Iran is the worst country in the world -- at least when it comes to web freedom, claims a new report.
Among the reports eye-opening findings: The number of Internet users has doubled over the past five years, and governments worldwide are trying to find ways to control the heightened online activity -- sometimes relying on extreme measures to send a message.
"Freedom On the Net 2011: A Global Assessment of Internet and Digital Media" evaluates a country based on factors that potentially violate a users’ rights, such as limitations on content and barriers to access. According to the report released Tuesday by watchdog group Freedom House, an alarming 11 out of 37 countries received a ranking of “Not Free,” while only eight were granted “Free.”
The remainders were given “Partly Free.” Estonia reportedly had the greatest degree of Internet freedom, while the United States ranked as the second most free. Iran, however received the lowest score out of all countries, dropping 13 points from its 2009 score.
The study found that since the 2009 presidential election, Iranian authorities have taken strong steps to infringe upon Internet freedom. Freedom House reported findings that included authorities deliberately slowing Internet speeds at “critical times” and hacking popular opposition websites.
Iran reportedly has strengthened a centralized filtering system that can block a website across the country within just hours of finding it. It also acknowledged that an increasing number of bloggers in Iran have been threatened, arrested, tortured or kept in solitary confinement. Surprisingly the report found that in 23 of the countries -- some of which are supposedly democratic -- at least one blogger or Net user has been detained for posts.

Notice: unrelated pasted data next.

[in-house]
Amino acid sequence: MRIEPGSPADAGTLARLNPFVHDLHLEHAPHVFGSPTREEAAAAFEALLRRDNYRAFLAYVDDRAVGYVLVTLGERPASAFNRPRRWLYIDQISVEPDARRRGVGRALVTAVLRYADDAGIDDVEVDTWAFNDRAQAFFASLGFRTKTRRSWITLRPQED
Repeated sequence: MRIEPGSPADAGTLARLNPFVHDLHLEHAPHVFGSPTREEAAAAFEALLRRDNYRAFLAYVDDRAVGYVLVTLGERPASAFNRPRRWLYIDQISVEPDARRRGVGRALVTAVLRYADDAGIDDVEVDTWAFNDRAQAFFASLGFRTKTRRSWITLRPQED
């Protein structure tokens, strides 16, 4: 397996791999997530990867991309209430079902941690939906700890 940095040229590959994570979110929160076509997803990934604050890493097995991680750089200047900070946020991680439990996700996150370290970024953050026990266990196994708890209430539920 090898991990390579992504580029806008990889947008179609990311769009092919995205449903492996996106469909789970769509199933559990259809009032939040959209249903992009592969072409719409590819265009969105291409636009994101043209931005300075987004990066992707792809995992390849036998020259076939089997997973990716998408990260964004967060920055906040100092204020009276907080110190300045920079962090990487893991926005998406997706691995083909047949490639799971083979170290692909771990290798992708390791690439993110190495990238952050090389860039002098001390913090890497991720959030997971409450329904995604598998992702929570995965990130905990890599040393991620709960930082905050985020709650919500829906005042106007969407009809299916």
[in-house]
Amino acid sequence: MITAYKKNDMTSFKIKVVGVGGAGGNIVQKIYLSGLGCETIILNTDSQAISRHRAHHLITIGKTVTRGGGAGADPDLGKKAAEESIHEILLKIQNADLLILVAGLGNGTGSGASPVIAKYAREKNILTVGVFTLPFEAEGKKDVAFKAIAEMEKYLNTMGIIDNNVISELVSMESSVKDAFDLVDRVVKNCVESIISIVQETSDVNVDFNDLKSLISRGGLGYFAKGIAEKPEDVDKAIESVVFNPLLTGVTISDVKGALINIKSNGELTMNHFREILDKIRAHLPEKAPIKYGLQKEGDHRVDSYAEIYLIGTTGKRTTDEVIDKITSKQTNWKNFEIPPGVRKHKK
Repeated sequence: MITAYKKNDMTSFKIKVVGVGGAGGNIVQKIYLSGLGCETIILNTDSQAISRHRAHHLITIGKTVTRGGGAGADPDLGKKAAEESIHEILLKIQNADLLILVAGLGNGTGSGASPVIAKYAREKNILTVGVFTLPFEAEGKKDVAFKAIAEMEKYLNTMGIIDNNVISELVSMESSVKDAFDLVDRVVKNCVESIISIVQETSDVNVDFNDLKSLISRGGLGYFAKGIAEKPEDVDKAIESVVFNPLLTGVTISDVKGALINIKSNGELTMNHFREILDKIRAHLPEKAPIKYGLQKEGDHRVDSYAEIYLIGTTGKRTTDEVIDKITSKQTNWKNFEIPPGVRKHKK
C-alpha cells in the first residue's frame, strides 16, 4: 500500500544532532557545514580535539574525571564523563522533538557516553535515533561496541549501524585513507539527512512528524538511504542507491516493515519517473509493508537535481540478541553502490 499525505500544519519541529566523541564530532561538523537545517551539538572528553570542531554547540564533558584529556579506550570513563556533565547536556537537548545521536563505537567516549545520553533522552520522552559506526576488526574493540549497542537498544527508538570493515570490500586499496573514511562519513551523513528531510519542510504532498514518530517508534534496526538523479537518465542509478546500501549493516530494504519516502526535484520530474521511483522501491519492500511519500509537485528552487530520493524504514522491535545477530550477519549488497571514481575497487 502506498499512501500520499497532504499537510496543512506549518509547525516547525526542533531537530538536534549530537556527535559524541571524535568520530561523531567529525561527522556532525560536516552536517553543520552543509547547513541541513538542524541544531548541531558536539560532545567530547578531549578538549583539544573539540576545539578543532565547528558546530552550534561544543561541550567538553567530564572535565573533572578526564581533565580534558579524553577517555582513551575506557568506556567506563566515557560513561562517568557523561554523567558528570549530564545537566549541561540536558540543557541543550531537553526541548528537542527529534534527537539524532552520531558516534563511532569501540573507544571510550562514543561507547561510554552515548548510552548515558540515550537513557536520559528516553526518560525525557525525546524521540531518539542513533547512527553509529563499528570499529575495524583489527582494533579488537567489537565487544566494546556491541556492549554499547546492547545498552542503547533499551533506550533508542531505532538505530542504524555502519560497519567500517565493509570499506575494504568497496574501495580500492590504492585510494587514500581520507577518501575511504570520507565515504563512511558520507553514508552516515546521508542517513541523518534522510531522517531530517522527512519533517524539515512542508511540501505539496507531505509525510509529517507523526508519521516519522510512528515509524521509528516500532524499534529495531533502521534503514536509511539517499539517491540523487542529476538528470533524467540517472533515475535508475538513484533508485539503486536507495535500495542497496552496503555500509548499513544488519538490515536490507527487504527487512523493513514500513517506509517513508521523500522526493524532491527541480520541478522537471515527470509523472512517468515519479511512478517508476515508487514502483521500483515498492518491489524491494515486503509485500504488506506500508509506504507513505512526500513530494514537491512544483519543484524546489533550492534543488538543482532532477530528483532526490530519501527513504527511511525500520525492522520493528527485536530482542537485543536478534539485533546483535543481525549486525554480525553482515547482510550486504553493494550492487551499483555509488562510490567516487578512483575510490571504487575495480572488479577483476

While China may be the most infamous government to use cyberattacks to disrupt online activists from networking, the study found that in total at least 12 governments of the 37 participated in a similar practice.
In 22 of the countries online users have been jailed for posting something online, and it’s getting easier for some of these governments to make arrests thanks to developing programs that enable a government to track down users looking up specific keywords.
Social networking websites like Facebook, YouTube and Flickr were among the top websites to be blocked by these governments, while some find ways to disrupt e-mail services provided by Google in an effort to frustrate users and push them towards more easily monitored programs.
The bottom ten, in order from bad to worst, were: Bahrain, Belarus, Ethiopia, Saudi Arabia, Vietnam, Tunisia, China, Cuba, Burma and Iran.